Successful Specification Strategies for Utility Vehicles
Matching department needs to vehicle options spells success for managers.
For grounds managers looking to purchase a new utility vehicle, there have never been more choices. No longer are managers forced to make large sacrifices and choose between a couple of styles. The available options can fulfill most needs a grounds department have and can be customized to particular sites and intended uses.
As with every purchasing decision, research is the key to ensuring a selected vehicle that will serve the department for years to come. Before selecting a particular brand or style of utility vehicle, managers must determine department needs. These needs can be as basic as moving people and small supplies, or they can be as complex as plowing snow or moving crews with equipment on trailers. A department’s unique needs will narrow the choices of manufacturers, and it is important to not force a decision at this point. Consider department needs in relation to the styles of utility vehicles available and evaluate the tradeoffs.
Regardless of site needs, the correct vehicle is probably not clear cut, but a very good choice available. There are always trade offs with equipment purchases, and utility vehicles are no different. It also might help to consider utility vehicles as a fleet with the understanding that they might not all be the same and each can serve a unique purpose. Evaluate each site need with a different style of available vehicle.
Managers face major decisions in selecting utility vehicles, including the number of passengers it can carry, the powertrain, size, and the payload capacity. These decisions will narrow the options considerably and will likely leave just a few vehicle options from different manufacturers.
The powertrain selection is likely the most important decision. With current advances in combustion and electric motors, managers have more viable choices than ever. Depending on the model, gasoline engines will be available in either electronic fuel injection (EFI) or carbureted versions. EFI engines are more complex and cost more but are more efficient, cleaner, will require less maintenance than carbureted models.
Diesel engines can be quite powerful, efficient, and are likely to last longer. Many models are cleaner than their gasoline counterparts. The tradeoff for this benefit is higher cost and greater complexity. Diesel engines are reliable, but repairs are likely to require a trip to the dealer. It is also common for diesel engine models to cost 25 percent more than their gasoline counterparts. Diesel powered vehicles are likely to have the lowest annual cost of ownership, but their higher initial cost might not make them the best choice.
Advances in batteries have made electric vehicles a viable option for many sites. They have the advantage of being silent and having low carbon emissions footprints, and they have fewer parts to service and break down. Their initial purchase cost is higher than similar gasoline vehicles but will likely cost less over their lifetime due to the low charging cost. Most major brands include onboard 110 volt chargers that eliminate the need for special charging stations or high-powered electrical circuits. Electric vehicles are powerful and can go a full day without charging, making them viable options for most sites.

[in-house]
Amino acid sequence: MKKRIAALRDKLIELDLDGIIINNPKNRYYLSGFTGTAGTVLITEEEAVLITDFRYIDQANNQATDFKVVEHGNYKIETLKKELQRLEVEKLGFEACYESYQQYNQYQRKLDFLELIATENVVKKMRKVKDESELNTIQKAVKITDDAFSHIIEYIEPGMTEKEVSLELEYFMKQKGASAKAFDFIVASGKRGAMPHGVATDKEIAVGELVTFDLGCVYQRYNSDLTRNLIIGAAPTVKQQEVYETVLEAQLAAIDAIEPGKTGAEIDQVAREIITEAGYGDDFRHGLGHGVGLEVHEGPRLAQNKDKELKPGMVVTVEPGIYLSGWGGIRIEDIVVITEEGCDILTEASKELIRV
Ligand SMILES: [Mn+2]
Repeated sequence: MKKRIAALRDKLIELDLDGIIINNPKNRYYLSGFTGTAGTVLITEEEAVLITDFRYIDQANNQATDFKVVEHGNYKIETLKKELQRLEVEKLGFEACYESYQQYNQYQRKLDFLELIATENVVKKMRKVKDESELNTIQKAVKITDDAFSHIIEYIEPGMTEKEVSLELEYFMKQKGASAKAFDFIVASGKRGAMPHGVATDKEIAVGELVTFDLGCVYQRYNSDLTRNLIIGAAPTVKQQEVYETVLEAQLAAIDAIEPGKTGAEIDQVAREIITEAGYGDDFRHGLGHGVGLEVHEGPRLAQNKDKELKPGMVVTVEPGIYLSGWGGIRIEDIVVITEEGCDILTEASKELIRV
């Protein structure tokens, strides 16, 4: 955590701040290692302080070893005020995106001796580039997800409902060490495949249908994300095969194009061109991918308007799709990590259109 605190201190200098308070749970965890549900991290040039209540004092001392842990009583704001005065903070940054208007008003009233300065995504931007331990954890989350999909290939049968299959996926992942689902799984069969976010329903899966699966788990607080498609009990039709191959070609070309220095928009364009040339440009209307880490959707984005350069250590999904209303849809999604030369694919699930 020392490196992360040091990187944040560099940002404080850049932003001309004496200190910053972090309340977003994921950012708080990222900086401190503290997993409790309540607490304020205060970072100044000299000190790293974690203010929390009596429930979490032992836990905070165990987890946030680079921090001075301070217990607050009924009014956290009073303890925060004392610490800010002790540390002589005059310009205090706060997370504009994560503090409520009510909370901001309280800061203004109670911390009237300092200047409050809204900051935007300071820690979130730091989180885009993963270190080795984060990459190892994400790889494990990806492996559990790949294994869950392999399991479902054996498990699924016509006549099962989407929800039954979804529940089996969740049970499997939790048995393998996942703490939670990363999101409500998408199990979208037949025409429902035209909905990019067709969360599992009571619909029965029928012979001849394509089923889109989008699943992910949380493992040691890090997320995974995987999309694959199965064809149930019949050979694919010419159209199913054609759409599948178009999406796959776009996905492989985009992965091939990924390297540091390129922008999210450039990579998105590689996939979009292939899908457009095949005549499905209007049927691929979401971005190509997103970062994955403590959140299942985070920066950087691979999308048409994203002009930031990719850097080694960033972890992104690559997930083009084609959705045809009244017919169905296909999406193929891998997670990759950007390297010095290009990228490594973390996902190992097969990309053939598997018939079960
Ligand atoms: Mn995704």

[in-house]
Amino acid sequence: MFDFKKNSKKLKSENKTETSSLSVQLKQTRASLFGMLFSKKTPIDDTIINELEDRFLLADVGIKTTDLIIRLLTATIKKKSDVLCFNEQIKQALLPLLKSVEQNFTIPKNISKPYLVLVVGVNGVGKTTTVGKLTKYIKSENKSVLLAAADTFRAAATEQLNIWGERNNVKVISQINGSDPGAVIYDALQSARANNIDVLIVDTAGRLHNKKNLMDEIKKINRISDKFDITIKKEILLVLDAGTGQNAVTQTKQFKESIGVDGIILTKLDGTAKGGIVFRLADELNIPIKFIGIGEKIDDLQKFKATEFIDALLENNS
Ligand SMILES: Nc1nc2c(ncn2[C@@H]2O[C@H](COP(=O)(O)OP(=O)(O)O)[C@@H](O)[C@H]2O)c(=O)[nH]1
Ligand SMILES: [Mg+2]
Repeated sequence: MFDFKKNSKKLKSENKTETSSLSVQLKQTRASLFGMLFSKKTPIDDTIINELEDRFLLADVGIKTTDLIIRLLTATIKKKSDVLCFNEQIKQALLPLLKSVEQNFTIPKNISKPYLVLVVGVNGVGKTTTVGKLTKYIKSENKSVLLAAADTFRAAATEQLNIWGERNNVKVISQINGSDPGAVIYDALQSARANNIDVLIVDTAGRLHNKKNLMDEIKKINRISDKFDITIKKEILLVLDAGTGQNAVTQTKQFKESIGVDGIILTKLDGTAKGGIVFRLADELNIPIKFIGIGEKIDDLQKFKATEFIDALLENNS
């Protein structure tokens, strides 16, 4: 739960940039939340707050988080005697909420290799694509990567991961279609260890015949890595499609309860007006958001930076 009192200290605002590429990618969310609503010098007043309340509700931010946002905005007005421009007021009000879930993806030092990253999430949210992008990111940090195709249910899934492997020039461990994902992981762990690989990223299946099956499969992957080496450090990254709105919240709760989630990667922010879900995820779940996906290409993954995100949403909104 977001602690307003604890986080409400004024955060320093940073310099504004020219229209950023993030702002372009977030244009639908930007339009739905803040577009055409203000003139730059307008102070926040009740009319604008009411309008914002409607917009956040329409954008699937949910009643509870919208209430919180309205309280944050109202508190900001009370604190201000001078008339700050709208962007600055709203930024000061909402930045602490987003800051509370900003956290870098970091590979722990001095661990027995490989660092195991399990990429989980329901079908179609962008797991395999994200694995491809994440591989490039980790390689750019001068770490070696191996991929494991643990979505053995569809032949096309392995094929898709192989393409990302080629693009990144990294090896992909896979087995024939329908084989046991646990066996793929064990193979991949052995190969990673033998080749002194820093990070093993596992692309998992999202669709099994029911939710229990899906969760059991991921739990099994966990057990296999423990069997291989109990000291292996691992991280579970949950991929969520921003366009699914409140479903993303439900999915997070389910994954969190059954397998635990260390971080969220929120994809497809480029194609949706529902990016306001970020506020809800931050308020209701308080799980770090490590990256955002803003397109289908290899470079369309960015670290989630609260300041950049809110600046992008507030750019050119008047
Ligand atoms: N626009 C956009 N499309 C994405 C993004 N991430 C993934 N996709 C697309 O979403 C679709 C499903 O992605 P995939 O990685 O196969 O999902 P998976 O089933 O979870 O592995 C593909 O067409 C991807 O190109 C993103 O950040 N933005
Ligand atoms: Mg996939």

Managers also will have to consider whether to select two- or four-wheel drive.
Four-wheel drive is useful, but if operators will not need it, the option can be a waste of resources. For vehicles that will have to push snow or be used in harsh winter conditions, four-wheel drive is a must. It also is a good choice for applications involving heavier payloads and hills, such as spraying and topdressing. For warmer climates and sites where the vehicle will stay on dry pavement, cheaper two-wheel drive options are likely to be the most cost-effective choice.
Many utility vehicles are available with two- and four-seat options, with some offering even more capacity. The setup of grounds crews and the purpose of the vehicle will determine this choice. Vehicles with a second row of seats are longer, making them harder to park and store. The additional seats and passengers also reduce the available payload and towing capacity. But if it is more efficient to carry three of four people in one cart, the models that can hold more passengers will be a more cost-effective choice. These expanded-capacity vehicles cost more, but the cost per passenger is lower.
The last major considerations in selecting a utility vehicle are size and payload capacity. It does a department no good to have a new vehicle that is too large to fit through a gate or drive on a sidewalk. It also is not useful to have a vehicle that cannot carry or tow the amount of material work crews need.
Managers and equipment operators need to read the manuals for any vehicle the department might purchase. Consider payload capacity. 500 pounds in the bed seems like a lot, but this equates to only 10 bags of fertilizer or ice melt. Crews should not overload vehicles because such actions lead to accidents and mechanical failure. Most manufacturers offer vehicles of different sizes and with different payload capacities, so managers need to understand needs and purchase accordingly.